Another landmark issue for London last year was the inaugural Social Bond by Royal Bank of Scotland (RBS) issued in November 2019, which was the first of its kind by a UK financial institution. This ground-breaking €750 million (£650 million) senior unsecured transaction was the first to be launched under the bank’s new framework forming the basis for issuance of green, social and sustainability bonds. Proceeds are earmarked for lending to SMEs in economically deprived areas of the UK economy.
The Issuer-level Segment
The second distinct area of eligibility for listing on the new SBM is an issuer-level classification. “Recognising that so many companies are starting to look holistically at their general sustainability strategy, we launched a new segment catering to issuers whose core business activity is aligned with the green economy,” Chimonides explains.
Shrey Kohli, Head of Debt Capital Markets and Funds at London Stock Exchange, adds that the eligibility criteria for admittance to the issuer-level segment were determined in close consultation with investors. “We asked green bond and specialist ESG investors about how they fill their green-linked portfolios,” he says. “Many of them told us that with portfolios of $1 or $2 billion investing over 5-10 years, there are not enough assets available in the traditional green bond market.”
“Investors said that they use taxonomy data from their own research or from external providers to identify issuers’ green revenues,” Kohli adds. “They are then comfortable with buying the plain vanilla debt of issuers whose green revenues are above a certain minimum threshold.” While preferred minimums varied among respondents, London Stock Exchange has set the bar relatively high, admitting companies to SBM with more than 90% of revenues defined as green. Such issuers on SBM include, Severn Trent, United Utilities and Pennon Group – all being environmental infrastructure and water companies in the UK.
Protection for investors in the new market, meanwhile, has been strengthened with the introduction of mandatory post- issuance reporting requirements for issuers on SBM. Aside from providing investors with enhanced transparency on the ongoing use of proceeds, this will verify continued eligibility for inclusion on SBM over the lifetime of eligible bonds.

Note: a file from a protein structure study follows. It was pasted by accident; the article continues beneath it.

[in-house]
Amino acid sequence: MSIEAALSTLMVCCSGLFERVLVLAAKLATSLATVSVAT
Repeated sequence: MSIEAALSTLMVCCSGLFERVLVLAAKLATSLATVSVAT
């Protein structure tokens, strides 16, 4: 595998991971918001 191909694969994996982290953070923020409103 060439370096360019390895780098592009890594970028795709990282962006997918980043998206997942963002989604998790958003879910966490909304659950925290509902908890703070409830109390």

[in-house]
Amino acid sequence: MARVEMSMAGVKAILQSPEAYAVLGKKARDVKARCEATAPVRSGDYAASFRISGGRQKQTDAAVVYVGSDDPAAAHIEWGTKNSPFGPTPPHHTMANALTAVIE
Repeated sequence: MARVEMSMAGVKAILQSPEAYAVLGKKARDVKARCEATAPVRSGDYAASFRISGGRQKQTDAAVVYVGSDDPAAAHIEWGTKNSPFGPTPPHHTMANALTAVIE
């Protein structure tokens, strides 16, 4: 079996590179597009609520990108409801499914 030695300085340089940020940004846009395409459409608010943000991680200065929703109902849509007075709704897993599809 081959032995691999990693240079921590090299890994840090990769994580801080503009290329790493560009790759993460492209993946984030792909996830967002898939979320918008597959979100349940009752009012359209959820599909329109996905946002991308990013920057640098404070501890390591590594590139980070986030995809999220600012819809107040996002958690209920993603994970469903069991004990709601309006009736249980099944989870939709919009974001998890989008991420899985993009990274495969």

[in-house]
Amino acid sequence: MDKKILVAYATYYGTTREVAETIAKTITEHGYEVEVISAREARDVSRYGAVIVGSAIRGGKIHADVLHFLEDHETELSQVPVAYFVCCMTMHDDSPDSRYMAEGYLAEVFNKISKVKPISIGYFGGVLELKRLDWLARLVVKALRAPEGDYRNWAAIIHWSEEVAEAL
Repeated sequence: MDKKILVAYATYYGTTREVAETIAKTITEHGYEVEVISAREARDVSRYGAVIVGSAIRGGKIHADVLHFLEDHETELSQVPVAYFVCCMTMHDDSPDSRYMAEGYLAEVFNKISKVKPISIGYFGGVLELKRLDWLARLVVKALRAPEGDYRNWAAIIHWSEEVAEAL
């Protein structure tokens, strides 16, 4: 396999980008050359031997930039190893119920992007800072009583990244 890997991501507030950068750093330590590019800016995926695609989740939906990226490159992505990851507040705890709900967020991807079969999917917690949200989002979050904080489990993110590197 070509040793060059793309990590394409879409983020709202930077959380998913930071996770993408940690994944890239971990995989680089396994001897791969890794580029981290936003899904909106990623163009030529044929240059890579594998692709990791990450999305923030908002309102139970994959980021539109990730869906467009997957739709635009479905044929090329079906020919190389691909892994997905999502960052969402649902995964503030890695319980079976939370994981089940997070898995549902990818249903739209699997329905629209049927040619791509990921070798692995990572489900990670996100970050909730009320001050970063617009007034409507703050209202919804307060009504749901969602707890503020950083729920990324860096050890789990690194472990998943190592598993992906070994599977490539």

“With 215 instruments admitted by the end of 2019 raising more than £37 billion, the success of SBM speaks for itself,” says Chimonides. “The issuer-level segment will allow us to potentially admit sustainability-linked bonds in the future,” adds Kohli referring the establishment of an industry working group on sustainability/ KPI-linked bonds.
A similarly flexible philosophy that underlies the establishment of SBM in the fixed income market has driven a key recent initiative announced by London Stock Exchange in the equity market. Dovetailing with the launch of SBM in October was the announcement of the new Green Economy Mark. This recognises issuers from all segments of the Main Market and AIM deriving 50% or more of their total revenues from products and services that contribute to the global green economy. “The 50% level ensures that the Green Economy Mark captures not just those in obvious areas such as renewable energy, but companies whose products and services directly contribute to a sustainable low-carbon economy across a wider range of sectors,” says Chimonides.
Chimonides adds that in assessing which companies are eligible for inclusion in the Green Economy Mark, London Stock Exchange is harnessing the capabilities of the wider London Stock Exchange Group. These include data and index provider, FTSE Russell, which has developed key benchmarks such as the FTSE4Good, designed to measure the performance of companies demonstrating strong ESG practices, and the FTSE Climate-WGBI Index, which balances the World Government Bond Index based on sovereign climate risk.
Both in debt and equity, Kohli says that the requirements for issuers to comply with certified principles or green revenue methodologies consistent with globally recognised taxonomies provides investors with an important safeguard against the risk of greenwashing.